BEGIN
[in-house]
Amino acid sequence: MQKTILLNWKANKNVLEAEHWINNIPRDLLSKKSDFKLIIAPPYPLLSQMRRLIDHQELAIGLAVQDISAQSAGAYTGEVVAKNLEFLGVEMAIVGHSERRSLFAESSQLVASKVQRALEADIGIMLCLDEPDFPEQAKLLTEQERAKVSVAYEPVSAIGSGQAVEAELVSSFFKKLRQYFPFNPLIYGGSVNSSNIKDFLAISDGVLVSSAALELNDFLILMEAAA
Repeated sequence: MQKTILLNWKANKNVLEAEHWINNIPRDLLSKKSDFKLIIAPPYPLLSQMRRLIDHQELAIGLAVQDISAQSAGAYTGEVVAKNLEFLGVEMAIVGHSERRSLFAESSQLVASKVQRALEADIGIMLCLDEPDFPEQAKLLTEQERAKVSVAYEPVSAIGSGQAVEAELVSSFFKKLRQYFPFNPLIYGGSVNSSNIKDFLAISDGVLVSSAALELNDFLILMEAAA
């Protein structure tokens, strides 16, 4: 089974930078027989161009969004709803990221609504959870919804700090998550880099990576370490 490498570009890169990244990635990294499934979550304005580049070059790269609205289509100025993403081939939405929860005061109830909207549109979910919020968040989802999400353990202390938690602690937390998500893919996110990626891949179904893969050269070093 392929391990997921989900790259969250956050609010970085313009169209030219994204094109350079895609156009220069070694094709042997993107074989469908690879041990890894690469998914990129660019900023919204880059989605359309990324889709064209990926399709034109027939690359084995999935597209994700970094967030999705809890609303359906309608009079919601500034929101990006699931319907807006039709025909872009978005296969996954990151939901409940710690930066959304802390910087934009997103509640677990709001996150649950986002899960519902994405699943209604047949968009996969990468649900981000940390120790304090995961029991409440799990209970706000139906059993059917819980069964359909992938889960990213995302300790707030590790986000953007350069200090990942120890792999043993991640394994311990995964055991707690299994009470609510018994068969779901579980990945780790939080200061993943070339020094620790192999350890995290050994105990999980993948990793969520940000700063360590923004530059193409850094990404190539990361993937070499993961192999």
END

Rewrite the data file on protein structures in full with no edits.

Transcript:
[in-house]
Amino acid sequence: MQKTILLNWKANKNVLEAEHWINNIPRDLLSKKSDFKLIIAPPYPLLSQMRRLIDHQELAIGLAVQDISAQSAGAYTGEVVAKNLEFLGVEMAIVGHSERRSLFAESSQLVASKVQRALEADIGIMLCLDEPDFPEQAKLLTEQERAKVSVAYEPVSAIGSGQAVEAELVSSFFKKLRQYFPFNPLIYGGSVNSSNIKDFLAISDGVLVSSAALELNDFLILMEAAA
Repeated sequence: MQKTILLNWKANKNVLEAEHWINNIPRDLLSKKSDFKLIIAPPYPLLSQMRRLIDHQELAIGLAVQDISAQSAGAYTGEVVAKNLEFLGVEMAIVGHSERRSLFAESSQLVASKVQRALEADIGIMLCLDEPDFPEQAKLLTEQERAKVSVAYEPVSAIGSGQAVEAELVSSFFKKLRQYFPFNPLIYGGSVNSSNIKDFLAISDGVLVSSAALELNDFLILMEAAA
């Protein structure tokens, strides 16, 4: 089974930078027989161009969004709803990221609504959870919804700090998550880099990576370490 490498570009890169990244990635990294499934979550304005580049070059790269609205289509100025993403081939939405929860005061109830909207549109979910919020968040989802999400353990202390938690602690937390998500893919996110990626891949179904893969050269070093 392929391990997921989900790259969250956050609010970085313009169209030219994204094109350079895609156009220069070694094709042997993107074989469908690879041990890894690469998914990129660019900023919204880059989605359309990324889709064209990926399709034109027939690359084995999935597209994700970094967030999705809890609303359906309608009079919601500034929101990006699931319907807006039709025909872009978005296969996954990151939901409940710690930066959304802390910087934009997103509640677990709001996150649950986002899960519902994405699943209604047949968009996969990468649900981000940390120790304090995961029991409440799990209970706000139906059993059917819980069964359909992938889960990213995302300790707030590790986000953007350069200090990942120890792999043993991640394994311990995964055991707690299994009470609510018994068969779901579980990945780790939080200061993943070339020094620790192999350890995290050994105990999980993948990793969520940000700063360590923004530059193409850094990404190539990361993937070499993961192999």